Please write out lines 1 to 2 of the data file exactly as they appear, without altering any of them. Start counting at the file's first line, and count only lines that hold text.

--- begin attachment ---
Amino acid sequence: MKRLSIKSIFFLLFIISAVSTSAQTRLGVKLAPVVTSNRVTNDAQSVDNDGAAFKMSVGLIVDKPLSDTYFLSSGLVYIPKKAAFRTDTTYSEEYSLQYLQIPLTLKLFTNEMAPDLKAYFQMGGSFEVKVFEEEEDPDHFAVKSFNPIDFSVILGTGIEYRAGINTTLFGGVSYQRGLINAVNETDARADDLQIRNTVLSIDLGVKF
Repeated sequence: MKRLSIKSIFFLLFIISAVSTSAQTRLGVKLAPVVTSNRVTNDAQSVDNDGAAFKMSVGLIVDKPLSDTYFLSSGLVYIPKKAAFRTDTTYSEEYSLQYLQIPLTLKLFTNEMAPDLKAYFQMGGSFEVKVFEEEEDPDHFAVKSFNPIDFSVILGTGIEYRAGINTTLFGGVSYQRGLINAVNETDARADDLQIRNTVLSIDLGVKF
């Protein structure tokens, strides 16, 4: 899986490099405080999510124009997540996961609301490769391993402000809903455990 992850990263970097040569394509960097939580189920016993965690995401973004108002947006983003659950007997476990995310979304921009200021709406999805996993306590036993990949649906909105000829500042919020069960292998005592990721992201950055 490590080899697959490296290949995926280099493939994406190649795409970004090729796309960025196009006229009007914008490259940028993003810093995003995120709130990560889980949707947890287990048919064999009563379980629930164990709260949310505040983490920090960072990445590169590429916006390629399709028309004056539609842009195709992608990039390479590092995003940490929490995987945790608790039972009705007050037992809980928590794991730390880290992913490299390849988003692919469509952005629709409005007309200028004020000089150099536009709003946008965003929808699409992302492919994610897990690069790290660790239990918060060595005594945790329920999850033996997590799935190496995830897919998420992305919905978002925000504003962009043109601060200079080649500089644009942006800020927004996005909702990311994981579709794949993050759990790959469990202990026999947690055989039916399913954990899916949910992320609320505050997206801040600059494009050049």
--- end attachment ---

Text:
Amino acid sequence: MKRLSIKSIFFLLFIISAVSTSAQTRLGVKLAPVVTSNRVTNDAQSVDNDGAAFKMSVGLIVDKPLSDTYFLSSGLVYIPKKAAFRTDTTYSEEYSLQYLQIPLTLKLFTNEMAPDLKAYFQMGGSFEVKVFEEEEDPDHFAVKSFNPIDFSVILGTGIEYRAGINTTLFGGVSYQRGLINAVNETDARADDLQIRNTVLSIDLGVKF
Repeated sequence: MKRLSIKSIFFLLFIISAVSTSAQTRLGVKLAPVVTSNRVTNDAQSVDNDGAAFKMSVGLIVDKPLSDTYFLSSGLVYIPKKAAFRTDTTYSEEYSLQYLQIPLTLKLFTNEMAPDLKAYFQMGGSFEVKVFEEEEDPDHFAVKSFNPIDFSVILGTGIEYRAGINTTLFGGVSYQRGLINAVNETDARADDLQIRNTVLSIDLGVKF